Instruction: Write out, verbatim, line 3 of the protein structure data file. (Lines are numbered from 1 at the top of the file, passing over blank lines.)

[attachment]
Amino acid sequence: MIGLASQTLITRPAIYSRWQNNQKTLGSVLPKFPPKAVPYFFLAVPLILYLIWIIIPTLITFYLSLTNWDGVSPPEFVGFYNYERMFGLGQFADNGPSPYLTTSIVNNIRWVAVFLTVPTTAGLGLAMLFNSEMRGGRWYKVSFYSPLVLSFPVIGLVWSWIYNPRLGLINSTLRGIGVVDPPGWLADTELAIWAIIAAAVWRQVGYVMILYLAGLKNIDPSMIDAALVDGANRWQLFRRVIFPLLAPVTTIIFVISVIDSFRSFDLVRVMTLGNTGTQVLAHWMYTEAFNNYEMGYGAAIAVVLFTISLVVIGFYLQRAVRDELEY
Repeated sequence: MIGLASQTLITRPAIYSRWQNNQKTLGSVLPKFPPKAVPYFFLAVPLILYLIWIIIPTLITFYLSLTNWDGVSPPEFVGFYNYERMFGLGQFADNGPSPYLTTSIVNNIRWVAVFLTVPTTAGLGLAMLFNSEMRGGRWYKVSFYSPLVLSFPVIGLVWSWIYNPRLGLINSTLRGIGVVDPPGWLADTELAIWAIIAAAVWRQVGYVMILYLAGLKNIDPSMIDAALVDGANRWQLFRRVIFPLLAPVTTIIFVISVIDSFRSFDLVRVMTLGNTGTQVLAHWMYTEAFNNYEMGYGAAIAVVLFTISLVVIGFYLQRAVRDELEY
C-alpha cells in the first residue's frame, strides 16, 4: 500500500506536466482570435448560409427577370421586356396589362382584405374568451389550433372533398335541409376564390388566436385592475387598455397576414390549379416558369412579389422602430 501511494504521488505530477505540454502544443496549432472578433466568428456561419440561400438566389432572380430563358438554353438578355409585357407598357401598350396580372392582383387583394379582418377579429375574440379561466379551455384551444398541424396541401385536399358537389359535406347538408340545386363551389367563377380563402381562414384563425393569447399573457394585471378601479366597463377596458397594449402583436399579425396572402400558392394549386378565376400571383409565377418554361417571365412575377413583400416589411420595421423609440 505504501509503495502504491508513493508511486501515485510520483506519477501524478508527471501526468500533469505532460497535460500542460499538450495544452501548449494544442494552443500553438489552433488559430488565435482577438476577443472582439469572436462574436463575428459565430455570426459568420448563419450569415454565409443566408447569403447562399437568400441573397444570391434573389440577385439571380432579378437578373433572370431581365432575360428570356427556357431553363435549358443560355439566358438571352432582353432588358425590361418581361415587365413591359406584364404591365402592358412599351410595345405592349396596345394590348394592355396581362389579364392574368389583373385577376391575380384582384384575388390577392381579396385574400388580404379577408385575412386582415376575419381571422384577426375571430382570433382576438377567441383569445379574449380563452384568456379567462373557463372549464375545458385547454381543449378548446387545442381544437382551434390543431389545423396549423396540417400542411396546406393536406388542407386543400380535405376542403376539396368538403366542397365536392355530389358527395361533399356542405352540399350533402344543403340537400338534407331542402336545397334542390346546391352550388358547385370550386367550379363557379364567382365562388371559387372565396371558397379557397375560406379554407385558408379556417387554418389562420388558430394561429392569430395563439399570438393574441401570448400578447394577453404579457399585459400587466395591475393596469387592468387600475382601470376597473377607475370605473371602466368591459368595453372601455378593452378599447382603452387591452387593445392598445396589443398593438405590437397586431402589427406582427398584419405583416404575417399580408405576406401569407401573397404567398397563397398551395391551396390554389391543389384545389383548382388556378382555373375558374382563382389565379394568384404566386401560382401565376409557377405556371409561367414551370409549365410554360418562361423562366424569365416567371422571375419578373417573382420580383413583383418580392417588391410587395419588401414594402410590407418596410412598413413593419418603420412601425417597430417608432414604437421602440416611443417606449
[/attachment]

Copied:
C-alpha cells in the first residue's frame, strides 16, 4: 500500500506536466482570435448560409427577370421586356396589362382584405374568451389550433372533398335541409376564390388566436385592475387598455397576414390549379416558369412579389422602430 501511494504521488505530477505540454502544443496549432472578433466568428456561419440561400438566389432572380430563358438554353438578355409585357407598357401598350396580372392582383387583394379582418377579429375574440379561466379551455384551444398541424396541401385536399358537389359535406347538408340545386363551389367563377380563402381562414384563425393569447399573457394585471378601479366597463377596458397594449402583436399579425396572402400558392394549386378565376400571383409565377418554361417571365412575377413583400416589411420595421423609440 505504501509503495502504491508513493508511486501515485510520483506519477501524478508527471501526468500533469505532460497535460500542460499538450495544452501548449494544442494552443500553438489552433488559430488565435482577438476577443472582439469572436462574436463575428459565430455570426459568420448563419450569415454565409443566408447569403447562399437568400441573397444570391434573389440577385439571380432579378437578373433572370431581365432575360428570356427556357431553363435549358443560355439566358438571352432582353432588358425590361418581361415587365413591359406584364404591365402592358412599351410595345405592349396596345394590348394592355396581362389579364392574368389583373385577376391575380384582384384575388390577392381579396385574400388580404379577408385575412386582415376575419381571422384577426375571430382570433382576438377567441383569445379574449380563452384568456379567462373557463372549464375545458385547454381543449378548446387545442381544437382551434390543431389545423396549423396540417400542411396546406393536406388542407386543400380535405376542403376539396368538403366542397365536392355530389358527395361533399356542405352540399350533402344543403340537400338534407331542402336545397334542390346546391352550388358547385370550386367550379363557379364567382365562388371559387372565396371558397379557397375560406379554407385558408379556417387554418389562420388558430394561429392569430395563439399570438393574441401570448400578447394577453404579457399585459400587466395591475393596469387592468387600475382601470376597473377607475370605473371602466368591459368595453372601455378593452378599447382603452387591452387593445392598445396589443398593438405590437397586431402589427406582427398584419405583416404575417399580408405576406401569407401573397404567398397563397398551395391551396390554389391543389384545389383548382388556378382555373375558374382563382389565379394568384404566386401560382401565376409557377405556371409561367414551370409549365410554360418562361423562366424569365416567371422571375419578373417573382420580383413583383418580392417588391410587395419588401414594402410590407418596410412598413413593419418603420412601425417597430417608432414604437421602440416611443417606449